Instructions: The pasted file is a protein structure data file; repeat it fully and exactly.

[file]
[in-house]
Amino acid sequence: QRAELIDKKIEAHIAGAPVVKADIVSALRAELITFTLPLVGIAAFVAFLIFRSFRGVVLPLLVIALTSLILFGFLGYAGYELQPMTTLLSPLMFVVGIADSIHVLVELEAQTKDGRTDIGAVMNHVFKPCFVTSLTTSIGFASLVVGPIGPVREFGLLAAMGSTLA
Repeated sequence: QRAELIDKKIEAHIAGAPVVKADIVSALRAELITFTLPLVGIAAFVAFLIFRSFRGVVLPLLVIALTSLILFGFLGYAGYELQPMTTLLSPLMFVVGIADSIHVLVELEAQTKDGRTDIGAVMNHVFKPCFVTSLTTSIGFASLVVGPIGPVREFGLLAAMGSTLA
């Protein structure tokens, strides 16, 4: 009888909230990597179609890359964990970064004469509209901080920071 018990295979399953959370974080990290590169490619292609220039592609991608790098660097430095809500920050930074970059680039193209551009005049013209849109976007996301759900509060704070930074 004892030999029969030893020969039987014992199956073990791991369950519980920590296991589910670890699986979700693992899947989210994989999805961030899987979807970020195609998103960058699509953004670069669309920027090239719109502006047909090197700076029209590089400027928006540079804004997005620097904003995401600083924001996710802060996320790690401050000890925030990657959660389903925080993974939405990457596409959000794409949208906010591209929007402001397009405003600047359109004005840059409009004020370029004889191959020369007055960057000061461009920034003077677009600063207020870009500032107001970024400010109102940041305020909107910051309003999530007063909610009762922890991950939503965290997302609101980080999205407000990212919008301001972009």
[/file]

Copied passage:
[in-house]
Amino acid sequence: QRAELIDKKIEAHIAGAPVVKADIVSALRAELITFTLPLVGIAAFVAFLIFRSFRGVVLPLLVIALTSLILFGFLGYAGYELQPMTTLLSPLMFVVGIADSIHVLVELEAQTKDGRTDIGAVMNHVFKPCFVTSLTTSIGFASLVVGPIGPVREFGLLAAMGSTLA
Repeated sequence: QRAELIDKKIEAHIAGAPVVKADIVSALRAELITFTLPLVGIAAFVAFLIFRSFRGVVLPLLVIALTSLILFGFLGYAGYELQPMTTLLSPLMFVVGIADSIHVLVELEAQTKDGRTDIGAVMNHVFKPCFVTSLTTSIGFASLVVGPIGPVREFGLLAAMGSTLA
């Protein structure tokens, strides 16, 4: 009888909230990597179609890359964990970064004469509209901080920071 018990295979399953959370974080990290590169490619292609220039592609991608790098660097430095809500920050930074970059680039193209551009005049013209849109976007996301759900509060704070930074 004892030999029969030893020969039987014992199956073990791991369950519980920590296991589910670890699986979700693992899947989210994989999805961030899987979807970020195609998103960058699509953004670069669309920027090239719109502006047909090197700076029209590089400027928006540079804004997005620097904003995401600083924001996710802060996320790690401050000890925030990657959660389903925080993974939405990457596409959000794409949208906010591209929007402001397009405003600047359109004005840059409009004020370029004889191959020369007055960057000061461009920034003077677009600063207020870009500032107001970024400010109102940041305020909107910051309003999530007063909610009762922890991950939503965290997302609101980080999205407000990212919008301001972009």